But it’s more than mid-life crisis. It is a situation like when you come to the moment when you say to yourself, “Now or never.” And repeat that. You know, because if you don’t do it now, it’s forever lost. So it’s now or never. So you take every energy you have to get through this. It sounds like fire, no? Because the danger is that this spot, that this place, in biography of the entrepreneur, here you are like a teenager. You know, you push around, it’s fun. Here, you start discovering the other people around you. So then you come to this fire, and here many people give up when they come to the mid-life. So they see this fire coming, and what do they do? They go below, bottom line of life, and they become normal. So they become normal people. And you know, normal people, that’s really very sad. You know what normal people are like? Predictable, all the same. So that nobody wants to become normal.
Really the challenge is to go to the fire, let the fire do the job, and you come out with what?
MIHA POGACNIK: Yes, in essence. Thank you very much. Next time you come with me to therapy.
MAN: You have too much energy for me.
MIHA POGACNIK: The point is, you know, I always make the managers sing with me and scream, but we won’t do that today. We don’t have to. But, going into fire, somebody said to me once, “Well, you turn into fire. If you turn into fire, you could easily go in and out of fire, no problem.” So that it is secret, no? How to turn into the fire to go through and come to the other side through the ashes. Now let’s see what happens.
[PLAYS VIOLIN] So, repeat -- [MAKES NOISES] I make the questions, you don’t see that.
So, and the last one is the zero point. I call this last chord, can you hear this last chord? We are almost there.
Can you hear how empty it is?
Here, I make zero for that. I call it a “sacred zero point in life” -- heiliger Nullpunkt German.
Yeah, usually what happens in biography, end of the 40s. Sacred Zero Point. You could call this productive resignation. Do you know this term, productive resignation? This is one of the best leadership terms. Please, listen to this. Productive resignation means, you know, those people who resign take money and go, they are actually criminals. What really resignation means is to productively resign, like in Chinese they call it the Tao. Tao means you go into the thing even more, so much that you disappear. You are not there anymore. You are there, but you are not felt. That’s the real Leader. So you are so much present that everybody has space to step in. I call it “Secret of God.” You know, it’s very interesting. So this is the state when you arrive here.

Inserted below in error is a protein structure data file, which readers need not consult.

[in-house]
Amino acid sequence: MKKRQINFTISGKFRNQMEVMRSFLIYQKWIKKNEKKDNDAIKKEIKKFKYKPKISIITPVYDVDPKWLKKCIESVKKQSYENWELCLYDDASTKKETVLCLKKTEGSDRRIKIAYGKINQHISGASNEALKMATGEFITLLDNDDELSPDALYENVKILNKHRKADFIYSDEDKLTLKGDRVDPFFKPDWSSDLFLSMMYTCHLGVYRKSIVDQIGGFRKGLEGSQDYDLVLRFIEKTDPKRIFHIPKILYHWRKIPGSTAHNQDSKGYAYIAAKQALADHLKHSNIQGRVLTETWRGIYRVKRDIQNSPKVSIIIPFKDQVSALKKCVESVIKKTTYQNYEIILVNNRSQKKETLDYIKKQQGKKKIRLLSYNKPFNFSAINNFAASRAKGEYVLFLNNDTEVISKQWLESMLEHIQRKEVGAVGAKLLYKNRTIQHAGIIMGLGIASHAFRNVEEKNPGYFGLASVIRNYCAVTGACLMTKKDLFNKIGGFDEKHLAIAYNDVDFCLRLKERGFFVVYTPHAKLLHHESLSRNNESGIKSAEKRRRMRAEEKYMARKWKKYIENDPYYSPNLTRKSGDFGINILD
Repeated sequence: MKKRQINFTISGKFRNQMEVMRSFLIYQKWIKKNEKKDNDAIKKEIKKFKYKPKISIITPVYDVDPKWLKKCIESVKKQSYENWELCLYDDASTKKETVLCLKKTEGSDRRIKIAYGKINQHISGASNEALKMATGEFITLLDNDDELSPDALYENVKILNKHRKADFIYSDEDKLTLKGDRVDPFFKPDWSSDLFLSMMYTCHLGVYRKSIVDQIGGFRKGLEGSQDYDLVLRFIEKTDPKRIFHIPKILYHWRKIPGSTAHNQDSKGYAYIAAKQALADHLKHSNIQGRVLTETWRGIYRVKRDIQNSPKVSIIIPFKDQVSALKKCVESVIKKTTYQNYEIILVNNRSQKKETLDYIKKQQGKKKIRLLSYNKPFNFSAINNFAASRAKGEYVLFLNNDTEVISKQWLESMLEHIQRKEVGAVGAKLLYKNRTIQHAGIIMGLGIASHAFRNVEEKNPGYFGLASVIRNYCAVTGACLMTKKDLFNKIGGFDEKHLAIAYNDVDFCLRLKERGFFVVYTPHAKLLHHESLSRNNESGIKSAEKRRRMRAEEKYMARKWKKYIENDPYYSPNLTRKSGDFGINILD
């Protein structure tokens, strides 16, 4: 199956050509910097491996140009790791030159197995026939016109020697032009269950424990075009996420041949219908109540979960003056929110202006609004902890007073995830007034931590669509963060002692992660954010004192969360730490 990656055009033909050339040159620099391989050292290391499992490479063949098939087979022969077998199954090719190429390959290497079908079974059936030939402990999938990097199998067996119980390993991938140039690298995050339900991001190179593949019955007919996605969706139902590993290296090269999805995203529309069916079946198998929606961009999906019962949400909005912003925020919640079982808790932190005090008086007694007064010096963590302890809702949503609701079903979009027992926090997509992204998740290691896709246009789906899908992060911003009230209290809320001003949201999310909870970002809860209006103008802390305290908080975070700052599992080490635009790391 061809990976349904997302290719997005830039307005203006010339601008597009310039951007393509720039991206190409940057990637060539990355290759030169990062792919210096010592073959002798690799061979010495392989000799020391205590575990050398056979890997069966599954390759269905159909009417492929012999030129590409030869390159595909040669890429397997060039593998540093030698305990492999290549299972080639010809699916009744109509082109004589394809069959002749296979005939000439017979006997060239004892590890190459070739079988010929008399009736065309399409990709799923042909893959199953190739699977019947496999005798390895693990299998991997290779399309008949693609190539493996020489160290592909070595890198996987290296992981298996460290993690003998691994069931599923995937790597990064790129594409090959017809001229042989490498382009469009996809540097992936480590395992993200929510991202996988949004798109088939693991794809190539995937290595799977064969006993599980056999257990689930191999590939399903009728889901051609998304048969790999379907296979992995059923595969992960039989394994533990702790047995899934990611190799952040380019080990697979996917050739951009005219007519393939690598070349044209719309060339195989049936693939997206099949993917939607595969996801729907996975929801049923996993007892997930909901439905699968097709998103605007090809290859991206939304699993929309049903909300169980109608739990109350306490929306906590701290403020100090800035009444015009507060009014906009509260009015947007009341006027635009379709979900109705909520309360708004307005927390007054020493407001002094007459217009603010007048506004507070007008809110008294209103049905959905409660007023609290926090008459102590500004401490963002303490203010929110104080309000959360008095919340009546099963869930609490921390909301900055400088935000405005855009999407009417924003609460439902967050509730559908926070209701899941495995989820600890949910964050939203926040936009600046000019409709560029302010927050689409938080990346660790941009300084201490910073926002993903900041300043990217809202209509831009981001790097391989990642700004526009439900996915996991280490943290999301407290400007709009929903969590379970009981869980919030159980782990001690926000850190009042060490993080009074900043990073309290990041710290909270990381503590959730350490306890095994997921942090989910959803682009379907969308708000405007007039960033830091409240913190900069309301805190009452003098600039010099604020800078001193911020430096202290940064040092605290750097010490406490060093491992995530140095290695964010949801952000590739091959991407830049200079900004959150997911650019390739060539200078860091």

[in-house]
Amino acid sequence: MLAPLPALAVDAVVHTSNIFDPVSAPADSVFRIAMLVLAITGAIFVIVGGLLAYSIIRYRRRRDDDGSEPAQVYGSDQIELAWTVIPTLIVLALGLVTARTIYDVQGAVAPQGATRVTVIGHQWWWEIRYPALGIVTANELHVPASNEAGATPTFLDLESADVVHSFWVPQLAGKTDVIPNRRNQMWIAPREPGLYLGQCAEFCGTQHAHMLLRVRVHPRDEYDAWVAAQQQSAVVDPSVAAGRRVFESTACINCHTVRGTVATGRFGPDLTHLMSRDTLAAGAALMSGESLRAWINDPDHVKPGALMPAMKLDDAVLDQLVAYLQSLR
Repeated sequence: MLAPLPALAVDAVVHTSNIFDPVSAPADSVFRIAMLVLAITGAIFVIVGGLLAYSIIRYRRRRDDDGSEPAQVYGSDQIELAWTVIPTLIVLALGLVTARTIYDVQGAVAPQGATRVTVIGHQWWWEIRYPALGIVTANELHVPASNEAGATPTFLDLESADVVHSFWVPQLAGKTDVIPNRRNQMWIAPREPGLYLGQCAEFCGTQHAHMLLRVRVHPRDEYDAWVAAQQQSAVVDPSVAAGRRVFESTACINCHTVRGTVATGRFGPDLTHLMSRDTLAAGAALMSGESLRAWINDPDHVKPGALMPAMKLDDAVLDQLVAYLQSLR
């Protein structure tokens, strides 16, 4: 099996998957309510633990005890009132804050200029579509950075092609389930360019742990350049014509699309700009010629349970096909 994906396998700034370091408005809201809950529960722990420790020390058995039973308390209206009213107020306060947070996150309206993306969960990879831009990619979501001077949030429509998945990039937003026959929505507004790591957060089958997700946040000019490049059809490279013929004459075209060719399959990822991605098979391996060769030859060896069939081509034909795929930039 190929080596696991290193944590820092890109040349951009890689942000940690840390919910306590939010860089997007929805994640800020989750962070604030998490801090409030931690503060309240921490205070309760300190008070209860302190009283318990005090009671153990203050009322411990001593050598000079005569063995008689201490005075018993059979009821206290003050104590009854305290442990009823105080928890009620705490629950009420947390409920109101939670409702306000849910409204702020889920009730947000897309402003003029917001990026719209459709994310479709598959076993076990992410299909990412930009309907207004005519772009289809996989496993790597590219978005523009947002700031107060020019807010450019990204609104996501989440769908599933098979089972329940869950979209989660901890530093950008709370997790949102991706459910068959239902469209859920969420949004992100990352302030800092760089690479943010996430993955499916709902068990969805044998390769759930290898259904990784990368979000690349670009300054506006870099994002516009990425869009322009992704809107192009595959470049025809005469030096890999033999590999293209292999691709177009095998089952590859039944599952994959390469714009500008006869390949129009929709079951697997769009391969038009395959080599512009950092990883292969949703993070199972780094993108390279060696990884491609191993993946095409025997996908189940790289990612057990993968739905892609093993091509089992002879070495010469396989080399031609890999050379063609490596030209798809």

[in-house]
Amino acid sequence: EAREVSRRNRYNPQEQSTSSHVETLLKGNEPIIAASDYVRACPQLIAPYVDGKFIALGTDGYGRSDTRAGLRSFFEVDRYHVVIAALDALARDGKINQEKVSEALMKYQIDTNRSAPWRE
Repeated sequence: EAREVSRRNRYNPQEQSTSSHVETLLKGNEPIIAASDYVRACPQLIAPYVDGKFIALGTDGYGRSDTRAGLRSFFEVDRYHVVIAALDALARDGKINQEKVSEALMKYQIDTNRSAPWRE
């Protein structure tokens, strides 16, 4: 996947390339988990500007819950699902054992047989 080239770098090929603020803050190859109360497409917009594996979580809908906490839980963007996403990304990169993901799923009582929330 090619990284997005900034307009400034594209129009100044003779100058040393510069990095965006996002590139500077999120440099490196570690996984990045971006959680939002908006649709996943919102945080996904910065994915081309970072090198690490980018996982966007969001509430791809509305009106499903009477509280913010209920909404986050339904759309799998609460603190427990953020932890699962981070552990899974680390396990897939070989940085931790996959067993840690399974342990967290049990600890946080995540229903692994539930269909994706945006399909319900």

And then you can continue, because Bach says here, just look people, this was all detours. All detours. Bach says, if you want to continue, you have to remember what you started with--what was your original idea? Because you forgot about this? So he says,
So he brings again original statement here, and everything moves to the next level. And this is significant also in biography, because in our lives, when we are young, we know what we want to do. And then they talk us out of it. Somebody says, “Oh, you should study engineering, you know? If you’re an artist. You’d never have money. Or be a doctor, you know? A good solid profession.” Then we are stalling for 40 years. And when you turn 50, you say, “Something’s missing. Something really is missing.” You are not there yet, but you will get there quickly.